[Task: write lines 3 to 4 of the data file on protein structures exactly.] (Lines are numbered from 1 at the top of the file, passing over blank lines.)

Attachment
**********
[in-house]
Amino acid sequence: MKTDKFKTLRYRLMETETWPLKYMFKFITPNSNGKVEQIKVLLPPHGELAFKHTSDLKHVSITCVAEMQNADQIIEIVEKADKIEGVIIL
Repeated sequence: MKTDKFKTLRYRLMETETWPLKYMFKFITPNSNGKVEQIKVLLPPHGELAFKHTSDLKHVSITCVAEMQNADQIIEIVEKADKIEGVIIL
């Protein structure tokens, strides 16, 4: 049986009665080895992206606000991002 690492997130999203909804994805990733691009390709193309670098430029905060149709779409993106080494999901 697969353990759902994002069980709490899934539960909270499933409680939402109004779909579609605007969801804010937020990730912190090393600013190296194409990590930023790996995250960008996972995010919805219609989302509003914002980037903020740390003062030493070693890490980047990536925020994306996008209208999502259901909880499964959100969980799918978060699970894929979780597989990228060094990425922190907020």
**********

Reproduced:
Repeated sequence: MKTDKFKTLRYRLMETETWPLKYMFKFITPNSNGKVEQIKVLLPPHGELAFKHTSDLKHVSITCVAEMQNADQIIEIVEKADKIEGVIIL
């Protein structure tokens, strides 16, 4: 049986009665080895992206606000991002 690492997130999203909804994805990733691009390709193309670098430029905060149709779409993106080494999901 697969353990759902994002069980709490899934539960909270499933409680939402109004779909579609605007969801804010937020990730912190090393600013190296194409990590930023790996995250960008996972995010919805219609989302509003914002980037903020740390003062030493070693890490980047990536925020994306996008209208999502259901909880499964959100969980799918978060699970894929979780597989990228060094990425922190907020």